Fate And Free Will In Homer's Iliad

Decent Essays

Human seems to be truly free regardless of gods’ command. However, in Homer’s Iliad, humans are merely tools subject to the whims of the gods.
In Homer’s Iliad, gods had already sealed the fates of everyone, and humans accepted their given fate. When Thetis was asking for help of Zeus, she said, “do honour to my son, whose life is to be cut short so early. . . . and grant victory to the Trojans, till the Achaeans give my son his due and load him with riches in requital.” Also, when Hector was fighting with Achilles one-on-one, he realized that Athena inveigled him into fighting against Achilles, and felt that his death is coming, and said:
“…Athena has inveigled me; death is now indeed exceedingly near at hand and there is no way out of it--for so Zeus and his son Apollo the far-darter have willed it, though heretofore they have been ever ready to protect me. My doom has come upon me; let me not then die ingloriously and without a struggle, but let me first do some great thing that shall be told among men hereafter.”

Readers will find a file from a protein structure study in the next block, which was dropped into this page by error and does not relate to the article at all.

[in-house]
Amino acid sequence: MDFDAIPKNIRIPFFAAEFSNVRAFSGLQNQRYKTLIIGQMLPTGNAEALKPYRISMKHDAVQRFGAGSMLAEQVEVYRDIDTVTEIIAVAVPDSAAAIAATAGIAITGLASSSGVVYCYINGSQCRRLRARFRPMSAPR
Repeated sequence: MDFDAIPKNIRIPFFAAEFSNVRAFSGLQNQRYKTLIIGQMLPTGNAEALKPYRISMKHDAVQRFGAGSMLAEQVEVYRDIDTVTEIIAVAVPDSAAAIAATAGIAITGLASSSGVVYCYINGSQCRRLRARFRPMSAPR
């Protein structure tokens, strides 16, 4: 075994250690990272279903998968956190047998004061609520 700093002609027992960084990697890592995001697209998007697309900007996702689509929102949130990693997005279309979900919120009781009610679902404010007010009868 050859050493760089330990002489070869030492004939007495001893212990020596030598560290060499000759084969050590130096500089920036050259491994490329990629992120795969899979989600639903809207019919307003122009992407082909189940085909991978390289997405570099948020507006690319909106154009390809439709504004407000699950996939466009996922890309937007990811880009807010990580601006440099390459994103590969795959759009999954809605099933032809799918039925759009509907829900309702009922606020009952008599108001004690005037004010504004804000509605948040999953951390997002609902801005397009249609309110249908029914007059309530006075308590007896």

As it appears above, both Thetis and Hector accepted the given fate, and followed it. …show more content…

In Homer’s Iliad, gods had power over humans, so they actually led humans to do what they want, and made humans obey them. At the beginning of the text, Agamemnon refused to free Cryses daughter, and Cryses prayed Apollo to avenge on Agamemnon since Agamemnon dishonored the priest of Apollo. Apollo got furious and killed Achaeans with his silver bow. Then, finally Agamemnon had to give her back to Cryses. Also, when Achilles got furious with Agamemnon, he almost drew his sword to kill him. However, Athena came down to him and told him to stop and relax. Then, Achilles said that he would do as her command, although he was so angry, because he knew that “this will be best, for the gods ever hear the prayers of him who has obeyed

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